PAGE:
‘The Flash’ Director Insists the CGI Is Bad on Purpose

in DC

The Flash runs

Credit: Warner Bros.

If you’ve seen The Flash (2023) and found some of the effects a little off, it turns out they were supposed to look that way. Apparently.

Few superhero films have had a production process as plagued as The Flash. Not only has Warner Bros. Pictures been trying to produce a film based on the DC Comics character since the 1980s, but once they found their Flash – Ezra Miller – the film’s reputation then had to contend with its star’s recurrent legal troubles.

Ezra Miller suited up as 'The Flash' in the new 'The Flash' DC movie
Credit: Warner Bros.

Throughout 2022, Miller was charged with disorderly conduct and second-degree assault for two separate incidents. A couple was also granted a temporary restraining order after Miller broke into their home and allegedly stole multiple items. They were again subjected to a second restraining order by the Standing Rock Sioux tribal court after being accused of “grooming” and “manipulating” an 18-year-old activist, and another by a mother and her twelve-year-old child after Miller was “inappropriate” towards the child.

While Warner Bros. was pressured to replace Miller as The Flash, the studio stood by the actor and supported their treatment for “complex mental health issues.” Miller later personally apologized to the co-chairpersons and co-CEOs of Warner Bros. Pictures Group for their behavior and the negative headlines it generated and largely stayed away from promoting the film until its red carpet premiere.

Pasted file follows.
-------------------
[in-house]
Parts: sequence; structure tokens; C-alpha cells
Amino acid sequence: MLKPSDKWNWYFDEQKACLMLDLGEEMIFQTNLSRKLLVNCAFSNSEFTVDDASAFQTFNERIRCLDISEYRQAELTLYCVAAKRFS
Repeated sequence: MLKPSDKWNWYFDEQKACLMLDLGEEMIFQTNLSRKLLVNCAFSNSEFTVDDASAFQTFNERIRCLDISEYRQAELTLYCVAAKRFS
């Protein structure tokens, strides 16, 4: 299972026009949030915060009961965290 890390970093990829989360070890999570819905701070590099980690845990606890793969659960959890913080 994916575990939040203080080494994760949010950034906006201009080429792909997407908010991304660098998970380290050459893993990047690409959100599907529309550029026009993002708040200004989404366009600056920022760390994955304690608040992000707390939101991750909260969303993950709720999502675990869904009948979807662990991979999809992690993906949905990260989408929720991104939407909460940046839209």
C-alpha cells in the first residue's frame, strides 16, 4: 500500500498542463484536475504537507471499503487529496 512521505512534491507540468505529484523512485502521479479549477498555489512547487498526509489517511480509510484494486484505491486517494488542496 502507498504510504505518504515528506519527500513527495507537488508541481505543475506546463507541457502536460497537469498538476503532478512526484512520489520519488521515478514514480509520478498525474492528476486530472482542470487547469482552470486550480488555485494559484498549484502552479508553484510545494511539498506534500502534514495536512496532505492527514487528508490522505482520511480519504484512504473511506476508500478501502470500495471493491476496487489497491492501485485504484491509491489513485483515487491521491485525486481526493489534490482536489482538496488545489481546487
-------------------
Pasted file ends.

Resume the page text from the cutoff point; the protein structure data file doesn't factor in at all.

Ezra Miller as Barry Allen in The Flash (2023)
Credit: Warner Bros.

Now, after a long and bumpy ride, The Flash is finally out in the world. Miller’s performance has been praised by critics, as has that of Michael Keaton, who reprises his role as a multiversal Batman. One aspect repeatedly highlighted as a weakness is its CGI, with Matt Zoller Seitz of RogerEbert.com declaring: “It features some of the best digital FX work I’ve seen and some of the worst.”

But apparently, that was on purpose. The film’s director Andy Muschietti has since stepped in to clarify that his intention was to ensure what the Flash sees is different from what a normal person would see.

Ezra Miller as Barry Allen/ The Flash
Credit: Warner Bros.

“Everything is distorted in terms of lights and textures,” he told io9. “We enter this ‘waterworld’ which is basically being in Barry’s POV. It was part of the design, so if it looks a little weird to you, that was intended.”

Not everyone’s buying that explanation. In response to the interview, Twitter user @ContentForAll wrote, “Jesus, quit gaslighting your audiences.”

Another user, @Brittlebonesbar, agreed that it was “definitely just an excuse” but noted that he’ll “let it slide cause the story was great.”

The Flash running
Credit: Warner Bros.

Meanwhile, user @YohannePhoto went so far as to argue that The CW’s version of The Flash – which starred Grant Gustin and wrapped up earlier this year – had better VFX, despite the cinematic adaptation having a $200 million+ budget. In their words: “Yikes.”

Whether or not the questionable CGI was intentional, it seems like its purpose has been totally lost on the audience.

Have you seen The Flash yet? Let us know your thoughts in the comments!

in DC

View Comments (2)